Gov. Andrew Cuomo trashed Mayor Bill de Blasio and the Democrat-dominated Assembly over their efforts to block a daycare center regulation package—as the governor prepared to sign “emergency regulations” instating the new rules over their resistance.
Addressing the press after an unrelated event at Grand Central Station, the governor bashed his fellow Democrats and praised the Republican-run State Senate, which backed proposals he laid out in February to allow the state to more easily shutter babysitting facilities. Assembly Speaker Carl Heastie initially endorsed the measures, but declined to bring them to the floor for a vote following heavy lobbying from the mayor’s office.
The de Blasio administration was ostensibly concerned that the proposal would deprive low-income New Yorkers of childcare options, but may have been alarmed at the potential for further Cuomo incursions into city business.
“I’m not going to allow political agendas to endanger the health and safety of children,” Cuomo told reporters. “We proposed that legislation. It was passed unanimously by Senate. Unanimously. The Senate has Democrats and Republicans, as you know. They all voted for the daycare reform legislation, because they wanted to protect children.”
“At the 11th hour it was killed in the New York State Assembly. There are various reasons why. But, politically, it was decided to be ended in the Assembly. I’m not going to allow children to be abused because of political reasons,” he continued.
The governor’s order purports to compensate for alleged haziness of existing law, which permits the state to close any daycare center in the event of “imminent danger” to a child. The new emergency regulations specify that the state may revoke a daycare provider’s license if it fails to keep enough adults on site, does not get an injured child medical attention, uses physical force to discipline a child or if the facility does not meet building, sanitation and fire code standards.
The order will also expand state records of providers’ histories of violations, increase fines, allow for law enforcement action against facilities and mandate a review an entire chain of daycares if one of its locations fails an inspection.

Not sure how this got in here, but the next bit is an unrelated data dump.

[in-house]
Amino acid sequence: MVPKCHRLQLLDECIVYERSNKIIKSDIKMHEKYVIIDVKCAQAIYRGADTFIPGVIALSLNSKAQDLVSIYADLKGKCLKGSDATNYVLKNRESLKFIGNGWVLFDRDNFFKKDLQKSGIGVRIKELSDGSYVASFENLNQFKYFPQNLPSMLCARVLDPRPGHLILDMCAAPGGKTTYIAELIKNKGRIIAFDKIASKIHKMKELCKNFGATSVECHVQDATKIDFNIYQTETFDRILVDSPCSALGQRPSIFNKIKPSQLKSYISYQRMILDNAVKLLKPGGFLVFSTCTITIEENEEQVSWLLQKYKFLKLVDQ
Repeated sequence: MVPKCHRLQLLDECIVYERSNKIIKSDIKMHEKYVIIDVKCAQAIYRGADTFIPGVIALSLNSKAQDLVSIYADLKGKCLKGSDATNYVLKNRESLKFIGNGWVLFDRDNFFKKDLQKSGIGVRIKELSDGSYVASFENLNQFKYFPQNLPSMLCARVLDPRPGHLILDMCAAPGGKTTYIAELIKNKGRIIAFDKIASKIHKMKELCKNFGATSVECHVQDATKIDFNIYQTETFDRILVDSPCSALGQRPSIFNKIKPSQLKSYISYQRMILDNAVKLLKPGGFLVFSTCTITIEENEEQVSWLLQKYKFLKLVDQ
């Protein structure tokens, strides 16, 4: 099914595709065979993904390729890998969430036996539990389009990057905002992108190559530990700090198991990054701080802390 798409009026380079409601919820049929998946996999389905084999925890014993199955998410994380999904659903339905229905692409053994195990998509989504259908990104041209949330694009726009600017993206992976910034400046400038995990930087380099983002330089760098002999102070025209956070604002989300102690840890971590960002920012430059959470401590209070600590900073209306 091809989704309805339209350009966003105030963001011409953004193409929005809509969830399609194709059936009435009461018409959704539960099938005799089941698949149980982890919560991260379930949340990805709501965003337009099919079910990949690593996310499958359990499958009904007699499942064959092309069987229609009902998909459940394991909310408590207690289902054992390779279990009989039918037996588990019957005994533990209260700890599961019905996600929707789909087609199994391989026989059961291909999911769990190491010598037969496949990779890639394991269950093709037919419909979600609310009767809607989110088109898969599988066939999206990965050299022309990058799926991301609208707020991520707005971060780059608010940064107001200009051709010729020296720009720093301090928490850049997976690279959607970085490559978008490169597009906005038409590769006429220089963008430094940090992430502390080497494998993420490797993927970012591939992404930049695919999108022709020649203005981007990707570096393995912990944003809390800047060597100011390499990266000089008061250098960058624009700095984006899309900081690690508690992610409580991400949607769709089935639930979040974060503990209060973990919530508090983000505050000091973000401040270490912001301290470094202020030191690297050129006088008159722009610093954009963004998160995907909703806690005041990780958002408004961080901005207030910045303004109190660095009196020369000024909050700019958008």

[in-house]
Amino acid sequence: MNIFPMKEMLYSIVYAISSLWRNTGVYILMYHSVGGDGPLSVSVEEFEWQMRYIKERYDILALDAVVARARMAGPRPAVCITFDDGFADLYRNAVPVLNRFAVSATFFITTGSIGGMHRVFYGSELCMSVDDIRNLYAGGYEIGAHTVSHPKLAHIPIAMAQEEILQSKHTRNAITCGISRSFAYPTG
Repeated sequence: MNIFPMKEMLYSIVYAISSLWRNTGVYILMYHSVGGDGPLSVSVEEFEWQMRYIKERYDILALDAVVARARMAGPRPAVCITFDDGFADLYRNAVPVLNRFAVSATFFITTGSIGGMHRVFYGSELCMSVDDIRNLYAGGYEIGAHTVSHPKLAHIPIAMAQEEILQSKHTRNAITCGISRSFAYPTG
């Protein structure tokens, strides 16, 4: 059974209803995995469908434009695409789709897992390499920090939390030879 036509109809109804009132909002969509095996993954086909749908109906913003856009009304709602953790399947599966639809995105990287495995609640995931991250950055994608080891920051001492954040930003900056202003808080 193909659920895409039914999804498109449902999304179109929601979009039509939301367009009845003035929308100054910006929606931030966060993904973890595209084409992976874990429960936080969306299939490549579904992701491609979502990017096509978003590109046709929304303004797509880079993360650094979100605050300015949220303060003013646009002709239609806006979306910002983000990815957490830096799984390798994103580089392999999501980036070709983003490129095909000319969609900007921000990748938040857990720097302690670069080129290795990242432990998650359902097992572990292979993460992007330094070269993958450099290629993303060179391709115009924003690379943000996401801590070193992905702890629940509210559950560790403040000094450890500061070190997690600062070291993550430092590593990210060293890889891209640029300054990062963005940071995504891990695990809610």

The governor alluded to a series of reports published earlier this year in the Daily News, which uncovered hazardous conditions at a number of nurseries across the city—businesses that often operate without insurance or government oversight.
“You have many daycare centers that are unlicensed, that are accepting children without regulations, that have health violations, fire and safety violations. You have children being hurt. You have daycare teachers that didn’t have any training. You have allegations of abuse against children,” he said.
The Assembly did not immediately respond to requests for comment. The mayor’s office, however, maintained that the governor’s regulations are redundant of existing city statutes and could leave working families scrambling for a place to care for their children.
“The proposed legislation provided no solutions for what happens to kids after a facility is unilaterally shut down. Based on our initial review, the reforms in the emergency regulations duplicate child-protection measures already in place in New York City,” said spokeswoman Aja Worthy-Davis. “We commend the state on meeting New York City’s strict standards in oversight of state daycare centers. This isn’t about politics, it’s about protecting kids—and we look forward to working with state on reforms that can effectively do that.”
Updated to include comment from the mayor’s office.